I got this little gem of a link today, and I’ve been thinking about it all day. The description of the digital collection is as follows:
Created for BECHS by the Spring 2011 LIS563 Digital Libraries class at University at Buffalo, this collection features a 1924 list of KKK members in Buffalo. In the early 1920s, after decades of dormancy, the Ku Klux Klan was resurgent, gaining new recruits in the Northeast by using modern sales techniques in which recruiters received commissions for signing new members. Capitalizing on anxieties about “foreigners” and racial purity, the Klan found new members in locales with otherwise strong traditions of interracial progress and tolerance. Buffalo was one such city.
The world, it should not come as a surprise, is filled with people who want desperately to learn. This is what our world should be filled with. This is what scholars work hard to create: a world of reading, learning, thinking and scholarship. The users of library.nu were would-be scholars: those in the outer atmosphere of learning who wanted to know, argue, dispute, experiment and write just as those in the universities do.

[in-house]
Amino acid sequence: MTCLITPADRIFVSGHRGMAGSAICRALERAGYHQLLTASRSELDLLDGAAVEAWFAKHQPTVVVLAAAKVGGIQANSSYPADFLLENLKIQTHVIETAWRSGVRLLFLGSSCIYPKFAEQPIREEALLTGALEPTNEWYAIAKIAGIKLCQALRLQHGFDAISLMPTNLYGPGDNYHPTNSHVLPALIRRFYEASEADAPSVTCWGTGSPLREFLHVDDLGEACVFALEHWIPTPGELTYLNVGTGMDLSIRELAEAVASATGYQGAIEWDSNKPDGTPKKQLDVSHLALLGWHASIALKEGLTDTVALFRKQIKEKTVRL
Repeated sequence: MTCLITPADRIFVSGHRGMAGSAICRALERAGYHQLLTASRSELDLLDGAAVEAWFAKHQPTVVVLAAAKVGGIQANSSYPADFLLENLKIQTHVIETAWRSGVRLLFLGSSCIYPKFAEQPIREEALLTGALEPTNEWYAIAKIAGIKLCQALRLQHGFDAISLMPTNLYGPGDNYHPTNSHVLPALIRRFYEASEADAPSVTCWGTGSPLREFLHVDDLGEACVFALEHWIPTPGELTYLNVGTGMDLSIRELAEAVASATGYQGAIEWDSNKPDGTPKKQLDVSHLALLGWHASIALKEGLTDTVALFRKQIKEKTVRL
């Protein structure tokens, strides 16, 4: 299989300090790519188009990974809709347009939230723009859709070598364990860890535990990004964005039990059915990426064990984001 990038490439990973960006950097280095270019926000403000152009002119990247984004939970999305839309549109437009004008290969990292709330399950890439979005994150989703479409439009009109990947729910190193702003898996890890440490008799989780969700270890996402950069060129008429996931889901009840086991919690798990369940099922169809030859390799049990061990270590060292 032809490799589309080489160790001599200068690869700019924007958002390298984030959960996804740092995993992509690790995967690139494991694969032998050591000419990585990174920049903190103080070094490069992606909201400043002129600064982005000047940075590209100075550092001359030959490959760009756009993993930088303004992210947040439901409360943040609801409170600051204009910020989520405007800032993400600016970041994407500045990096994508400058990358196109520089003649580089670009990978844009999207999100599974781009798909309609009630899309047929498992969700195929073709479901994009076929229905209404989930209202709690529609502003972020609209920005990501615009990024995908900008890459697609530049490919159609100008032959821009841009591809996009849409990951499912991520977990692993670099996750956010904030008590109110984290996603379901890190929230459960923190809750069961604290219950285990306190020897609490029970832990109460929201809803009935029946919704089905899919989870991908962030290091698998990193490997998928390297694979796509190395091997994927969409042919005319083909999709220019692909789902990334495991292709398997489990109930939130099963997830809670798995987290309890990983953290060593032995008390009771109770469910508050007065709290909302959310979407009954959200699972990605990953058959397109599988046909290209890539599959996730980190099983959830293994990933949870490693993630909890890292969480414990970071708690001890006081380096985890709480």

“When I was growing up, I was a voracious reader; I loved sitting in my house and jumping into new worlds. But more important, I loved meeting new people. Reading was a way to make friends or enemies, a way to discover how all these different people exist in the world and to rub shoulders with them. The ability to feel as if you’ve met someone, as if that person exists in flesh and blood and that you relate to them somehow, makes you feel a lot less lonely. And it also makes you feel very brave. When you read stories about triumph and about struggle and people coming to terms with how scary life is, you begin to think, “What could I take? What could I do? What would I do in that moment?”
The Isolator is a bizarre helmet invented in 1925 that encourages focus and concentration by rendering the wearer deaf, piping them full of oxygen, and limiting their vision to a tiny horizontal slit. The Isolator was invented by Hugo Gernsback, editor of Science and Invention magazine, member of “The American Physical Society,” and one of the pioneers of science fiction.